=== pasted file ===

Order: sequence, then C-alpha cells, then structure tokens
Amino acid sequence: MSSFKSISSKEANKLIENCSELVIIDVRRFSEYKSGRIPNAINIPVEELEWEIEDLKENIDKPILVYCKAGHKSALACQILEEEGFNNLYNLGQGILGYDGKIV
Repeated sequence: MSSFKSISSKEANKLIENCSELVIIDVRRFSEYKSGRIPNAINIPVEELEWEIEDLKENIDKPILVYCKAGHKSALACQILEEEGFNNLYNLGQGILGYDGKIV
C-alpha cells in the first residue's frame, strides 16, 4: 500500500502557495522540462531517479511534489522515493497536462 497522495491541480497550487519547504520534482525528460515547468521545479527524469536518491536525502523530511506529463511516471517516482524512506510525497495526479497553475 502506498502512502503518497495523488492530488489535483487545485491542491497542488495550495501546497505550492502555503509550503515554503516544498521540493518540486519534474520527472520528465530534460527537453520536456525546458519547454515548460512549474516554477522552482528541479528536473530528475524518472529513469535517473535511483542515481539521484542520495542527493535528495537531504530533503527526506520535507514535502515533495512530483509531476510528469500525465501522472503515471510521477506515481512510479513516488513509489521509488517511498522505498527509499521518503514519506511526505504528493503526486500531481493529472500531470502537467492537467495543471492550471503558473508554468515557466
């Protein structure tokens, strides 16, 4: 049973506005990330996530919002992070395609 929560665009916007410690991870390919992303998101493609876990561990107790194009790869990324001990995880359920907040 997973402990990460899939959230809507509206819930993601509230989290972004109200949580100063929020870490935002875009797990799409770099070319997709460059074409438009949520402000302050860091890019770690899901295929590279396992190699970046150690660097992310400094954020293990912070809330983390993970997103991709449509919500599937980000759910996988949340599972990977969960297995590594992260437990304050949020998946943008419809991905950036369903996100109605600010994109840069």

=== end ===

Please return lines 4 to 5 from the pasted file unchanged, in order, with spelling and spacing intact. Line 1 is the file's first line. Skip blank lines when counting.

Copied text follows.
C-alpha cells in the first residue's frame, strides 16, 4: 500500500502557495522540462531517479511534489522515493497536462 497522495491541480497550487519547504520534482525528460515547468521545479527524469536518491536525502523530511506529463511516471517516482524512506510525497495526479497553475 502506498502512502503518497495523488492530488489535483487545485491542491497542488495550495501546497505550492502555503509550503515554503516544498521540493518540486519534474520527472520528465530534460527537453520536456525546458519547454515548460512549474516554477522552482528541479528536473530528475524518472529513469535517473535511483542515481539521484542520495542527493535528495537531504530533503527526506520535507514535502515533495512530483509531476510528469500525465501522472503515471510521477506515481512510479513516488513509489521509488517511498522505498527509499521518503514519506511526505504528493503526486500531481493529472500531470502537467492537467495543471492550471503558473508554468515557466
């Protein structure tokens, strides 16, 4: 049973506005990330996530919002992070395609 929560665009916007410690991870390919992303998101493609876990561990107790194009790869990324001990995880359920907040 997973402990990460899939959230809507509206819930993601509230989290972004109200949580100063929020870490935002875009797990799409770099070319997709460059074409438009949520402000302050860091890019770690899901295929590279396992190699970046150690660097992310400094954020293990912070809330983390993970997103991709449509919500599937980000759910996988949340599972990977969960297995590594992260437990304050949020998946943008419809991905950036369903996100109605600010994109840069």